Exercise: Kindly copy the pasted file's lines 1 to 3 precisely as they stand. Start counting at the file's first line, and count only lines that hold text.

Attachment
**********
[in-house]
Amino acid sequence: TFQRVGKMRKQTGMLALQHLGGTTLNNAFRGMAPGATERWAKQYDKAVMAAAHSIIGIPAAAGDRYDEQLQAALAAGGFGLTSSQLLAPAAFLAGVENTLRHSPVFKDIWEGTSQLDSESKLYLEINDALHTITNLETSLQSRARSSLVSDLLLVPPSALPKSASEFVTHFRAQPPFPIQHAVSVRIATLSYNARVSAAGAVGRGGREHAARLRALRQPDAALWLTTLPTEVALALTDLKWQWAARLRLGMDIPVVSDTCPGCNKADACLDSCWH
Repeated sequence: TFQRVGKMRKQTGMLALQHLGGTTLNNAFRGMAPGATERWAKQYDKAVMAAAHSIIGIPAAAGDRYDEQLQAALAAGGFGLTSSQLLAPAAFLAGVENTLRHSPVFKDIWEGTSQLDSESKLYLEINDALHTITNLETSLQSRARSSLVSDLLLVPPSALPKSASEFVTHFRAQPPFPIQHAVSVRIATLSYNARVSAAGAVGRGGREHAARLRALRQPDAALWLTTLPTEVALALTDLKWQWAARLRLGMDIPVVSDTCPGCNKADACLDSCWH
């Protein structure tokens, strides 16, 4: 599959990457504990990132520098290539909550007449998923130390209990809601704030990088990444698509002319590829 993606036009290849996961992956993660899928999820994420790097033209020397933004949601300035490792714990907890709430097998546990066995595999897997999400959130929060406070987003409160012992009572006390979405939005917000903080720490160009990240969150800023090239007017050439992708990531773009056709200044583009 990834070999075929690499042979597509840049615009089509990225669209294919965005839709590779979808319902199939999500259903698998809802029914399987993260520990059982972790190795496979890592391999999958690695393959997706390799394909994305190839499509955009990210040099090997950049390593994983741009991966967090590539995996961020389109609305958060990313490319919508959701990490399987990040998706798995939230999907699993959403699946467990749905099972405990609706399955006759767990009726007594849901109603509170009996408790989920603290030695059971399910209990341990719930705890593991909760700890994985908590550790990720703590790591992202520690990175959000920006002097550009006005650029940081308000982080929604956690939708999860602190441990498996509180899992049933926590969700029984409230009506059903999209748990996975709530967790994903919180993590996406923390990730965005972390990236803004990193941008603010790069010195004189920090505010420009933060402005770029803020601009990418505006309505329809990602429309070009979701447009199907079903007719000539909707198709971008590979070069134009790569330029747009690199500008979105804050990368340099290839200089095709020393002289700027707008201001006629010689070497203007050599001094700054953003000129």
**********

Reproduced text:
[in-house]
Amino acid sequence: TFQRVGKMRKQTGMLALQHLGGTTLNNAFRGMAPGATERWAKQYDKAVMAAAHSIIGIPAAAGDRYDEQLQAALAAGGFGLTSSQLLAPAAFLAGVENTLRHSPVFKDIWEGTSQLDSESKLYLEINDALHTITNLETSLQSRARSSLVSDLLLVPPSALPKSASEFVTHFRAQPPFPIQHAVSVRIATLSYNARVSAAGAVGRGGREHAARLRALRQPDAALWLTTLPTEVALALTDLKWQWAARLRLGMDIPVVSDTCPGCNKADACLDSCWH
Repeated sequence: TFQRVGKMRKQTGMLALQHLGGTTLNNAFRGMAPGATERWAKQYDKAVMAAAHSIIGIPAAAGDRYDEQLQAALAAGGFGLTSSQLLAPAAFLAGVENTLRHSPVFKDIWEGTSQLDSESKLYLEINDALHTITNLETSLQSRARSSLVSDLLLVPPSALPKSASEFVTHFRAQPPFPIQHAVSVRIATLSYNARVSAAGAVGRGGREHAARLRALRQPDAALWLTTLPTEVALALTDLKWQWAARLRLGMDIPVVSDTCPGCNKADACLDSCWH